In closing, we ended 2013 in a strong position across engagement and monetization, and we are investing aggressively in 2014 for both our member and customer platforms. We are making several key investments including China, jobs relevancy, and scale, and the publishing platform. In terms of the business, we are driving product innovation and developing new revenue opportunities. And finally, we continue to invest in the technology infrastructure to execute against our vision.
Thank you for your time, and we’ll now take questions.
[Operator instructions.] Our first question comes from the line of Scott Devitt from Morgan Stanley.
Scott Devitt - Morgan Stanley
Steve, you gave a lot of detail around the investments in 2014. And you have a history of deploying quite a bit into the business as it’s been growing and still exceeding expectations in terms of EBITDA. And so I guess the question relates to the EBITDA guidance in ’14, and if that similar level of conservatism is built in, and has contemplated these investments as well.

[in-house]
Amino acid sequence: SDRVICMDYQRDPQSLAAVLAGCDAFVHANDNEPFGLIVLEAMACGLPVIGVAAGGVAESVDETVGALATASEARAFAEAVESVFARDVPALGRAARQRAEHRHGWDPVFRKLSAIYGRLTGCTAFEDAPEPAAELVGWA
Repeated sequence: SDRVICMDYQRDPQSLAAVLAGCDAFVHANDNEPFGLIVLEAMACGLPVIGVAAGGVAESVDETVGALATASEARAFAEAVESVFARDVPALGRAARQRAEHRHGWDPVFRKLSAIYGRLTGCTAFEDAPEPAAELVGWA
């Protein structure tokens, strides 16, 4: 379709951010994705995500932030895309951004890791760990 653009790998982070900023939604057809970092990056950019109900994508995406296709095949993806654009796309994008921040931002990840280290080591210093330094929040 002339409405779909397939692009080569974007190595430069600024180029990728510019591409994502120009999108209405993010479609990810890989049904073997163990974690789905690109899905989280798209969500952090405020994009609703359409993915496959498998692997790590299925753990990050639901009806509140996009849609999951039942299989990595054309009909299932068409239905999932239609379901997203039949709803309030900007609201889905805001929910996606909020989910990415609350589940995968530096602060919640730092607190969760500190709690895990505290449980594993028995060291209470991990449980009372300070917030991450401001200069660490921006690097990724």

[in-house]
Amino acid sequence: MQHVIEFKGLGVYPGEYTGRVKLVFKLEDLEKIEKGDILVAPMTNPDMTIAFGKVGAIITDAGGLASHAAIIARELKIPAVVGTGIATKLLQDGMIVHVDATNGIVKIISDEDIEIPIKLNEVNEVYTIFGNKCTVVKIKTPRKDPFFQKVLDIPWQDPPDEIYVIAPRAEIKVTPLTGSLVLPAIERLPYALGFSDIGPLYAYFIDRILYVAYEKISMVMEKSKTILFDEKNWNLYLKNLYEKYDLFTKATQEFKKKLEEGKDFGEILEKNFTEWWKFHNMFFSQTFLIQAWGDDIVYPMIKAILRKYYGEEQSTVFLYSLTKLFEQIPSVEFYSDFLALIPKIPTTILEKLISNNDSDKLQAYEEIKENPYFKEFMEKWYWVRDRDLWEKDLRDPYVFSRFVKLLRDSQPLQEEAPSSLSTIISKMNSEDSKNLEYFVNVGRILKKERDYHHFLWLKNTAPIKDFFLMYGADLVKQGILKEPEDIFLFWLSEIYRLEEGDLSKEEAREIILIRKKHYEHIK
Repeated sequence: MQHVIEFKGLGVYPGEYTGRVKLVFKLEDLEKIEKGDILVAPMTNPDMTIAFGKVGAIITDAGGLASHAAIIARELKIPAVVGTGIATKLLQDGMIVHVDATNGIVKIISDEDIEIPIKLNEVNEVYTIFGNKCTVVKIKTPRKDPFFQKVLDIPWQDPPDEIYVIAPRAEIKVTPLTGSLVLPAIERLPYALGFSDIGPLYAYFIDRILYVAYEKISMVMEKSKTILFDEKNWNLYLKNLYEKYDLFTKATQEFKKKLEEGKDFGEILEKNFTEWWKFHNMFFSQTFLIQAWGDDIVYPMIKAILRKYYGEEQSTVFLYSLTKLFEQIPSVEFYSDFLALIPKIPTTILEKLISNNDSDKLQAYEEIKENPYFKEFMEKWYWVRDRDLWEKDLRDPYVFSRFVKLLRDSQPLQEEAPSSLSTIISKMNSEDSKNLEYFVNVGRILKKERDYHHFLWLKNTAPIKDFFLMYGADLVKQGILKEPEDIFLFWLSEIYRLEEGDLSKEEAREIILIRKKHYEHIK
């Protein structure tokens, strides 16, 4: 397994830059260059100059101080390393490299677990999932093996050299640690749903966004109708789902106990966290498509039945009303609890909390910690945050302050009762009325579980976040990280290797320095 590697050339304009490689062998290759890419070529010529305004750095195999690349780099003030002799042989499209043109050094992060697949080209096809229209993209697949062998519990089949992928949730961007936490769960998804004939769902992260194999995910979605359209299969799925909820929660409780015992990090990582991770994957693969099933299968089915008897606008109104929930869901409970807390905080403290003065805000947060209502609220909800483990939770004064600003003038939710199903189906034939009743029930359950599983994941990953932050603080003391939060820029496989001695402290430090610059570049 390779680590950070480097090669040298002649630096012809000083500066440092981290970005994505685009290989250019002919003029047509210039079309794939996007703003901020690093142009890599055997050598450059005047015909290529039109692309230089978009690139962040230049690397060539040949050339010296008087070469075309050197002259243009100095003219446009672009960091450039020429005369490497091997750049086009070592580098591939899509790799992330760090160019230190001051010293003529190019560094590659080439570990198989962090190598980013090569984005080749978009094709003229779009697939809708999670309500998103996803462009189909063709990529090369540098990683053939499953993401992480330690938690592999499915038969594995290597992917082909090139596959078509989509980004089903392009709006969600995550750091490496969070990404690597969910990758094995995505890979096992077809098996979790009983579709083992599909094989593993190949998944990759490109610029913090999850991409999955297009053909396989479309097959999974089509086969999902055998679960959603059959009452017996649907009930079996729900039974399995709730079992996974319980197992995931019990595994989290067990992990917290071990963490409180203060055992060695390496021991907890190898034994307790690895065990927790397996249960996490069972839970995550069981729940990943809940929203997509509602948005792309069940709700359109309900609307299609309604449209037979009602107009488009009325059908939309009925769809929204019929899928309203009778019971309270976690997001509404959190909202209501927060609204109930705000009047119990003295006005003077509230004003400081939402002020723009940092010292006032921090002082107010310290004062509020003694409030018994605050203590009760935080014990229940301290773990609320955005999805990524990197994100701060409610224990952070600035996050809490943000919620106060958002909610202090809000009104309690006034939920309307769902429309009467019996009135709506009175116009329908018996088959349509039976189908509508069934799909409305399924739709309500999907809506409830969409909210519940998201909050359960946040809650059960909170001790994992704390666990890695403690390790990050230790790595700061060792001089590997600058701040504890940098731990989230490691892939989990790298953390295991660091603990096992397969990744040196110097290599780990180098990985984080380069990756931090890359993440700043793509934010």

And then secondly, for Jeff, would just be interested in hearing about how you’re thinking about the enterprise sales tool in terms of how it could be disruptive or what it can do for sales people that no other products have done before.
We have exceeded our original plans in terms of EBITDA over the last couple of years. Our original guidance for 2013 was 23% and we came in at 25%. We are still very heavily investing in the business, and so when you talk about conservatism in guidance, what we try to do is just take a best stab at what we think the business will project in a prudent manner.
And this year there’s a number of very large investments long term. Jeff talked about them on the member side. There’s China. We continue to scale jobs, the publishing platform. And on the business side, the Sales Solutions product, the Sales Solutions sales force ramp. On Talent Solutions, we continue to invest, and on sponsored updates it’s an investment area. And then I just mentioned the data center investments on infrastructure.
So there’s a number of very heavy investments in 2014 and we’re looking at it from a very long term perspective, towards our march towards our long term model framework.
In terms of unique value proposition of our Sales Solutions tools, it’s really about social selling, and what sales people are going to be able to do leveraging the power of their networks, the power of our data.